Tips on Promoting and Marketing Small Businesses Into Super Profitability

To most struggling unsuccessful business owners, the possibility of becoming one of the truly successful business owners often looks like it’s reserved only for the lucky. However when you ask the successful business owner, they will seldom if ever attribute their success to being lucky. They may tell you they got some lucky breaks, but on the whole, their success is usually due to good planning, hard work, and making the most of all the resources available at your fingertips.

Something the vast majority of business owners don’t recognize is that their business isn’t a static entity. It is like a living breathing creature in its own right. Feed it good food, and it will thrive and grow, starve it, or pay it very little attention, and it will wither away and eventually die. Therefore, in owning and managing your business, with an aspiration of it growing into something that represent more than just a job (where you are the slave, and the boss) you need to pay particular attention to a number of key dynamics that will determine the growth, or demise of the business. These factors aren’t new, but they represent the lifeblood of any business.

1) Leads, or incoming Inquiries. This is the first part of your businesses blood supply. These leads or inquiries are generally created from advertising, marketing, word of mouth referrals, promotions, and the like. Without these, your business will not prosper. The first thing to do is the create a strategy to grow your leads, and incoming inquiries. There are many ways this can be achieved, but the fundamental thing is to be testing monitoring and measuring your response for every single dollar you spend on marketing and promotion to generate these new leads.

2) Once those leads come in the door, or call up on the phone, or inquire by email, you need to identify where they came from. How did they find out about you? And then how many of them subsequently purchased something from you. This measurement is important to know, as it will represent the measure of your conversion ratio. How many prospects you need to have before you can generate a sale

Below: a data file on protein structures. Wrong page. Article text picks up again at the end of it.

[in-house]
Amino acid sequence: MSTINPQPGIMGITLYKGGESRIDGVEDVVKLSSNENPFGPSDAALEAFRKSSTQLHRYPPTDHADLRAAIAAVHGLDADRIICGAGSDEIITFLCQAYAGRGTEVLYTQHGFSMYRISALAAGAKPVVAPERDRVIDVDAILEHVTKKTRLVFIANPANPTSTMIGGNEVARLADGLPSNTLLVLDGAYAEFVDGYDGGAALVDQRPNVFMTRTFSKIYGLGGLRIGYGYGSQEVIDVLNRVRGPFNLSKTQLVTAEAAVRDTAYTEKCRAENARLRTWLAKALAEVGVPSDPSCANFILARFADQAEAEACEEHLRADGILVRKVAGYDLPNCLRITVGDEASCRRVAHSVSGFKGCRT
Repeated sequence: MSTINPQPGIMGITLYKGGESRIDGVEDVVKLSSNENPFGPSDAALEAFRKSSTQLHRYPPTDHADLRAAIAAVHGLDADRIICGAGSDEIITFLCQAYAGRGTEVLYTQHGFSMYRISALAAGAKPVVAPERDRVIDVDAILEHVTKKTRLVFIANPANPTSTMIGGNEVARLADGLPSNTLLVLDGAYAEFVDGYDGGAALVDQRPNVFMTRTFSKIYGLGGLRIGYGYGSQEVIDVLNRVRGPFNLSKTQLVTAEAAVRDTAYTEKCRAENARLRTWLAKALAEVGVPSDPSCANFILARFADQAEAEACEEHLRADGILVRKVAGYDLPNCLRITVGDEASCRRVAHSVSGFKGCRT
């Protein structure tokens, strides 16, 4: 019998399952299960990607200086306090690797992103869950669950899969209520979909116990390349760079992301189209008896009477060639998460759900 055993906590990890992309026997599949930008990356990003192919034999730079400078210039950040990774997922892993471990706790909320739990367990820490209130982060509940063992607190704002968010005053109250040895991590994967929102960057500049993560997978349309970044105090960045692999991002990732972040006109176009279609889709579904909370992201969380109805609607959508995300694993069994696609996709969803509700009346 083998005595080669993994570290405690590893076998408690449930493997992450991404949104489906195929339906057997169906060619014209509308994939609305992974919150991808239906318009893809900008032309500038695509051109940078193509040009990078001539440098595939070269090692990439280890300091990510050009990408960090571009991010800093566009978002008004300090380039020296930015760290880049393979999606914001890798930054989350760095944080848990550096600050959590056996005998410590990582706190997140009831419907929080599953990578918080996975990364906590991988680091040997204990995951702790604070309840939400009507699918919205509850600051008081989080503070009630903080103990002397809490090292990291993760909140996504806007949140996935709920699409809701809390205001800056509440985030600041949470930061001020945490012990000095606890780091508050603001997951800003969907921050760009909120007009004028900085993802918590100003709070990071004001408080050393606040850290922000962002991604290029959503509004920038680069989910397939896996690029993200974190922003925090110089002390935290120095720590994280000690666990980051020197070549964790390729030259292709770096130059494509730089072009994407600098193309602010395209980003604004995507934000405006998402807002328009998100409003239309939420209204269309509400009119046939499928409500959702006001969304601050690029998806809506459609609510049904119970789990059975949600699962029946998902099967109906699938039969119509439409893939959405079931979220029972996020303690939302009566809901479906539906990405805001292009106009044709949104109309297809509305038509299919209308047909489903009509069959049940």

3) Once a prospect becomes a client and buys something from you, you need to be able to identify (over all of your clients in total over a set period of time- ie usually per month, but may be per quarter, or possibly even per annum) what their average dollar spend was with you. Allied to this, you also need to determine how often each client bought from you. In other words did they only ever buy from you once, and that was that, or did they keep coming back, and buying other products, or services from you at other times? This is particularly important in determining the long term life value of each of your customers, so that when you get around to calculating the cost of obtaining that customer in the first place, you will know whether or not that customer actually cost(s) you money, or whether they are an asset to your business.

4) The profit margin you make on your products becomes the next item to work out. Of all the products sold to all of your customers over the period of time we are talking about, how much of that is profit? From this figure you are able to calculate your average profit margin per item sold.